Many of the state laws are known as "Jessica's Laws" because they were passed or expanded after the slaying in Florida of 9-year-old Jessica Lunsford in 2005. Her neighbor, convicted sex offender John Couey, is on trial for the crime.
The surge in residency restrictions happened in the absence of research proving that they work.
"Residency restrictions have a lot of unintended consequences," says Jill Levenson, professor of human services at Lynn University in Boca Raton, Fla. She says many offenders are "more likely to resume a life of crime" if pushed into rural areas, because they have less access to jobs and mental health services that bring them needed stability.
Levenson surveyed 135 sex offenders in Florida, which passed a law in 2003 barring those who hurt children from living within 1,000 feet of where kids gather. Most said they had been careful not to commit crimes near their homes, so residency rules made little difference. Others said that even outside restricted areas, they live near kids.
Sex offenders seeking victims are likely to go to another neighborhood so they won't be recognized, the Minnesota Department of Corrections found in a 2003 study.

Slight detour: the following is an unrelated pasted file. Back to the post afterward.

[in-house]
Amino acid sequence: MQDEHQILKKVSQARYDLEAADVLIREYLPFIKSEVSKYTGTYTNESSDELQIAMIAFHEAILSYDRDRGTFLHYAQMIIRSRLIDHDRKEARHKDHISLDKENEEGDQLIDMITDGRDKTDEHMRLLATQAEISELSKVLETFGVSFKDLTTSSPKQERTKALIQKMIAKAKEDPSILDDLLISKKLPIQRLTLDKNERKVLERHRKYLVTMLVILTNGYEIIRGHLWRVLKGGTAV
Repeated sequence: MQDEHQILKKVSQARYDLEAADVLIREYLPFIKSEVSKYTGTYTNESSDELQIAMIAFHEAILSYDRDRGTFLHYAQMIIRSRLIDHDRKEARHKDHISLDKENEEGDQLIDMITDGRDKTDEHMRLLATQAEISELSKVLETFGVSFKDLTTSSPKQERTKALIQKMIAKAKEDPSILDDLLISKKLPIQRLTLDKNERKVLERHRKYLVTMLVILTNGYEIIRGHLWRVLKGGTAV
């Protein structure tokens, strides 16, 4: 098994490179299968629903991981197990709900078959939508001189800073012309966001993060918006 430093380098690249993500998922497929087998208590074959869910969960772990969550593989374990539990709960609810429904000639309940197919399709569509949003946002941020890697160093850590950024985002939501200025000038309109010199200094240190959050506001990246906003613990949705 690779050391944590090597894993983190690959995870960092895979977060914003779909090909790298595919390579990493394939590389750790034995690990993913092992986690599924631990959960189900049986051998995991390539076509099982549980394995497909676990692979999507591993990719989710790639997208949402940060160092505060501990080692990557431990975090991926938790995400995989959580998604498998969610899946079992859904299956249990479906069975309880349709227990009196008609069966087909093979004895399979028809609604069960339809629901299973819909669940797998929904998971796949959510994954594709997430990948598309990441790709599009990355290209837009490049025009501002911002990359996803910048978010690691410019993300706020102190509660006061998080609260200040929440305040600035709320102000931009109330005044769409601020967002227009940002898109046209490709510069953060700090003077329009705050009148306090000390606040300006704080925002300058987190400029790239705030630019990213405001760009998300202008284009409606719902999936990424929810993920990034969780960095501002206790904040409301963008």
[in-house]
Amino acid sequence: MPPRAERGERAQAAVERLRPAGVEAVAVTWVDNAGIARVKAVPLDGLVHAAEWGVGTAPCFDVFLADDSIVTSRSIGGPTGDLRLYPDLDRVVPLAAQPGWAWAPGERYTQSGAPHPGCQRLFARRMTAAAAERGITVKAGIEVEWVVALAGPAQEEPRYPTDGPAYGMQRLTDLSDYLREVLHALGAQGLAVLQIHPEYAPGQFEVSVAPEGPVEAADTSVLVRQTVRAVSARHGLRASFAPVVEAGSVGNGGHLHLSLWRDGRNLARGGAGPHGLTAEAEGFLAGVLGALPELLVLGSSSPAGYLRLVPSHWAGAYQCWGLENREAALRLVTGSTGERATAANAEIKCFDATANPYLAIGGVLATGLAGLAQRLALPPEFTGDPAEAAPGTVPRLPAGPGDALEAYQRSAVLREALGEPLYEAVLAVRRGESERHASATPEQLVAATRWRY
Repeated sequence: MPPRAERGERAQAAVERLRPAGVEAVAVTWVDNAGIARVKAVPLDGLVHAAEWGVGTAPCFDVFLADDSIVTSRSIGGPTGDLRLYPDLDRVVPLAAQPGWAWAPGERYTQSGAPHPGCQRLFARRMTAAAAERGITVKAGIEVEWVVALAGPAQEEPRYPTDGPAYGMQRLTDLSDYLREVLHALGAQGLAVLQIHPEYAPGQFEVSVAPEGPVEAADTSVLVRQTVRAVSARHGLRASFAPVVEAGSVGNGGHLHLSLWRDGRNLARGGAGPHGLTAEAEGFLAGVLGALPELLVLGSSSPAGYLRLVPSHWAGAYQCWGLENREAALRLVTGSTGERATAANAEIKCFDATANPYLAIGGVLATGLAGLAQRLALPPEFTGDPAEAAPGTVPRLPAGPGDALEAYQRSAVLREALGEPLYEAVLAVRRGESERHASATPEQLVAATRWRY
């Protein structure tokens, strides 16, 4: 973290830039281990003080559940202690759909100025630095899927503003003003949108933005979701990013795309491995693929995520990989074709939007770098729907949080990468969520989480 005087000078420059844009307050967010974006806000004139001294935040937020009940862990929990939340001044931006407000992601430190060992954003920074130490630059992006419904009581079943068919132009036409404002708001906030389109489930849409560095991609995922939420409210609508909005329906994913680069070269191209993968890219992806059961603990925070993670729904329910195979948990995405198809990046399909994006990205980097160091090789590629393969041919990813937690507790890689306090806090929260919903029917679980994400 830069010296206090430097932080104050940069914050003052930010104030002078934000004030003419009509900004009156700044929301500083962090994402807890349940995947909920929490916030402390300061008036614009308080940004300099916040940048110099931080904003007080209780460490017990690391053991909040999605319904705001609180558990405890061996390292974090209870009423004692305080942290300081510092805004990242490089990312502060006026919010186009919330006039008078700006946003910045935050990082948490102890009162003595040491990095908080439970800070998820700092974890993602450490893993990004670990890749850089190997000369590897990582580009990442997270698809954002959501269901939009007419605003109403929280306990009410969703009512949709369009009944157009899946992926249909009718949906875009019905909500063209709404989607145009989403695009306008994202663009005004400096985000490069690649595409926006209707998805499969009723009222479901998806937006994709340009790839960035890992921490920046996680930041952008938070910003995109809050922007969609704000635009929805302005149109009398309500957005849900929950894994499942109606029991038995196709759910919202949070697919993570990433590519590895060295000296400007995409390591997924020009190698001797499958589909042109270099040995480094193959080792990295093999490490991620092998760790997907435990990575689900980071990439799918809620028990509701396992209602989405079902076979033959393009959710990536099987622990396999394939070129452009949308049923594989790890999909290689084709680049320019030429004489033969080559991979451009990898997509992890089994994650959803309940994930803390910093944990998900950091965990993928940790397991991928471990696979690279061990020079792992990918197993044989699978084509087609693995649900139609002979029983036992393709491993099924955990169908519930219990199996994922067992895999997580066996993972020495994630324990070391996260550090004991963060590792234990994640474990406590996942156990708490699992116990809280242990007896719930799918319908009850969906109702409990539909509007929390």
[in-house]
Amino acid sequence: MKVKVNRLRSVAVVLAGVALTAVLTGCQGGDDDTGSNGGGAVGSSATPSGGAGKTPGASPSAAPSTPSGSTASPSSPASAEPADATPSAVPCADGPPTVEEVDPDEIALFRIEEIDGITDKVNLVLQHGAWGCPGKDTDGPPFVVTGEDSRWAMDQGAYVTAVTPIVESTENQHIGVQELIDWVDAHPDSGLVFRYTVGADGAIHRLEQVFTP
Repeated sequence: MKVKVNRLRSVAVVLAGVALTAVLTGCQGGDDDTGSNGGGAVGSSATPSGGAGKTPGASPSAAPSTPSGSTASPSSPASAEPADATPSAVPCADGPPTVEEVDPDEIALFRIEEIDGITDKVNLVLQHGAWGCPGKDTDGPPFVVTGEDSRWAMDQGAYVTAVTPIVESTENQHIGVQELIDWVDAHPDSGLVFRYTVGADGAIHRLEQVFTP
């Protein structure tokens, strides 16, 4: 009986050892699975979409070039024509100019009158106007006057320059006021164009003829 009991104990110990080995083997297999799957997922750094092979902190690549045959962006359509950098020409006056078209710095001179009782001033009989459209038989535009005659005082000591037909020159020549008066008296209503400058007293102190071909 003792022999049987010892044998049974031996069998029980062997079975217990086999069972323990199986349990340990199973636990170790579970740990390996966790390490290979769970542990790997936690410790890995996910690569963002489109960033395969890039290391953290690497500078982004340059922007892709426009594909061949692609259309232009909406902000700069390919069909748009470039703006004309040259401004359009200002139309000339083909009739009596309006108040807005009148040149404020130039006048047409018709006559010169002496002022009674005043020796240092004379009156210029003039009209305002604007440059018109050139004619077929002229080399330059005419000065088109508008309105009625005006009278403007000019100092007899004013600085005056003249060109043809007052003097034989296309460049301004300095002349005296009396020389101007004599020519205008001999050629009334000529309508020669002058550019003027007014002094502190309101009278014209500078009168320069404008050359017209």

In Colorado, convicted molesters who committed more offenses lived no closer to schools or child care centers than those who had not re-offended, according to a report in 2004 by the state's Department of Public Safety.
In Arkansas, however, Jeffrey Walker of the University of Arkansas found in 2001 that child molesters are nearly twice as likely to live near schools than those convicted of sexually assaulting adults. Walker says he doesn't know why that's the case, or whether proximity to kids makes them more likely to offend again.
There is some really good stuff in the article and it is great to see major media covering the issue this well.